I'm not writing an identification paper here so I'm going to curtail any further description of the bird to move on to the events of the following 72 hours before the bird was seen again. I was already very, very happy that evening. I punched the night air in triumph and raised my arms to the sky and was buzzing so much with the aftershock of events that it took me well into the early hours to get to sleep. Obviously there was a certain amount of self-justification to my thoughts, as I knew quite well the response I'd get next day if the bird wasn't there...
And it wasn't! The first Sociable Plover for Scilly — a bird I hadn't seen for fifteen years — had turned up on St Mary's while I was watching the Blyth's Reed Warbler, and my plan for the morning had been to relocate the Warbler, arrange access to the farm (if possible), and then hop on the 10:15 boat to St Mary's to bag the Plover by lunchtime. In the end I had to settle for a fairly torturous day of regular visits to the area where my bird had been the night before, but each drew a blank. My feelings, to say the least, were mixed. I was chuffed to bits for myself; but proof, not passionate persuasion, was needed to satisfy others. In the end, I decided to go off and do the best thing I could do in the circs: I decided to go off and find a Grey-cheeked Thrush that nobody else saw either!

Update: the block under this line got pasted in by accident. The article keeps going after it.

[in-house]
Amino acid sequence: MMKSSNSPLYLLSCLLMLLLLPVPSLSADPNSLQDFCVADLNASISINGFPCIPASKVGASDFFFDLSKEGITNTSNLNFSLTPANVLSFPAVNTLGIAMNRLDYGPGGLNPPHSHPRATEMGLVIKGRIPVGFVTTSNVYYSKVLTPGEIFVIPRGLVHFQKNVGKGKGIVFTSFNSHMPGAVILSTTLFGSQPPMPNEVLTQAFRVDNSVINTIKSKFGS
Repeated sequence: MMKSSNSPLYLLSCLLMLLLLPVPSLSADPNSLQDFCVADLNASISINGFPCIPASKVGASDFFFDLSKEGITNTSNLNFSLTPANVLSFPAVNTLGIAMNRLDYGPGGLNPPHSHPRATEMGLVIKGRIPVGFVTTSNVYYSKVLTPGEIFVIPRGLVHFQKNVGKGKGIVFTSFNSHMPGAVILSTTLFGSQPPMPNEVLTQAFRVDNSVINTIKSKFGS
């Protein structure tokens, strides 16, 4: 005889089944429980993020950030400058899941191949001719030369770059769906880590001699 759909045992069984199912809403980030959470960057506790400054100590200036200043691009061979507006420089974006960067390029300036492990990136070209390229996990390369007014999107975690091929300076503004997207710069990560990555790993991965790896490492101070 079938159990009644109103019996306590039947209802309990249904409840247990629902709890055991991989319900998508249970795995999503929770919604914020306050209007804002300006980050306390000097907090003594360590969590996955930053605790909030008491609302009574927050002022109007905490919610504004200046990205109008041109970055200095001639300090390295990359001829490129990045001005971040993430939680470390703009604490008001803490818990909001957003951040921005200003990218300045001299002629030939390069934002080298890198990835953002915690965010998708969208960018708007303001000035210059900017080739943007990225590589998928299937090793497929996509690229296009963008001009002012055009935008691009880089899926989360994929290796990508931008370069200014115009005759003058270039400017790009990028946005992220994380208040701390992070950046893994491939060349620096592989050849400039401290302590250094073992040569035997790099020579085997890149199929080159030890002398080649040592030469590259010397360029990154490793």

I still wasn't trying very hard. In fact, I wasn't actually birding when I found the Thrush — although I always have my binoculars with me on the island. On the Tuesday morning I'd been up at first light and gone out and felt my way around the courgette plants that I was still harvesting as one of my regular daily tasks for the Hicks' Organic Farm, my original employer when I came to St Agnes. For six months, I'd walked the exact same track from the orchard where I camped to the Hicks' farmhouse at the southern end of the island. Every day I'd had contact with the incredibly tame Song Thrushes that are a constant feature of life on Scilly. Every day I'd seen a couple feeding at close range along the path on my way into work. This morning, still in poor light, I subconsciously registered an odd form nipping out of the hedgerow and flying a short distance along the track in front of me.